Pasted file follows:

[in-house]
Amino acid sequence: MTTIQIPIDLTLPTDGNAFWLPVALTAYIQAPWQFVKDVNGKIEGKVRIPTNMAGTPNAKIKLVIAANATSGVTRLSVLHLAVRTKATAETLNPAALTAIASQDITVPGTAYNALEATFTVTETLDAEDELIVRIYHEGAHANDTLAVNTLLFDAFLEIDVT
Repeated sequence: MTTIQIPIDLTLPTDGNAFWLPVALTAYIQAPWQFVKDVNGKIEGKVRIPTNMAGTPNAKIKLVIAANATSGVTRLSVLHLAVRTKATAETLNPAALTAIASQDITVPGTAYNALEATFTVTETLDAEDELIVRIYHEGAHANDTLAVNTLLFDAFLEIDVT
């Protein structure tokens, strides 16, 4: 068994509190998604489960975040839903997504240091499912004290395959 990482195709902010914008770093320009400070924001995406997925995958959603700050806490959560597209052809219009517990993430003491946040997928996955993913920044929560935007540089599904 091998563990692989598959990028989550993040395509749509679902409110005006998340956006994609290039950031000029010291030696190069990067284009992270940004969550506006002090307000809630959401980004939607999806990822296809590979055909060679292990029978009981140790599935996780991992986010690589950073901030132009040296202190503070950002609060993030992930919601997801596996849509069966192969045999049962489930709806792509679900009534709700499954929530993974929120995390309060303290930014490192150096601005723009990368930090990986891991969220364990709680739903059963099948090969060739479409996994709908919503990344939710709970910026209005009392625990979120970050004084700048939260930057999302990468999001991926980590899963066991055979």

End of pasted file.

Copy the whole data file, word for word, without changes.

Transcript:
[in-house]
Amino acid sequence: MTTIQIPIDLTLPTDGNAFWLPVALTAYIQAPWQFVKDVNGKIEGKVRIPTNMAGTPNAKIKLVIAANATSGVTRLSVLHLAVRTKATAETLNPAALTAIASQDITVPGTAYNALEATFTVTETLDAEDELIVRIYHEGAHANDTLAVNTLLFDAFLEIDVT
Repeated sequence: MTTIQIPIDLTLPTDGNAFWLPVALTAYIQAPWQFVKDVNGKIEGKVRIPTNMAGTPNAKIKLVIAANATSGVTRLSVLHLAVRTKATAETLNPAALTAIASQDITVPGTAYNALEATFTVTETLDAEDELIVRIYHEGAHANDTLAVNTLLFDAFLEIDVT
């Protein structure tokens, strides 16, 4: 068994509190998604489960975040839903997504240091499912004290395959 990482195709902010914008770093320009400070924001995406997925995958959603700050806490959560597209052809219009517990993430003491946040997928996955993913920044929560935007540089599904 091998563990692989598959990028989550993040395509749509679902409110005006998340956006994609290039950031000029010291030696190069990067284009992270940004969550506006002090307000809630959401980004939607999806990822296809590979055909060679292990029978009981140790599935996780991992986010690589950073901030132009040296202190503070950002609060993030992930919601997801596996849509069966192969045999049962489930709806792509679900009534709700499954929530993974929120995390309060303290930014490192150096601005723009990368930090990986891991969220364990709680739903059963099948090969060739479409996994709908919503990344939710709970910026209005009392625990979120970050004084700048939260930057999302990468999001991926980590899963066991055979």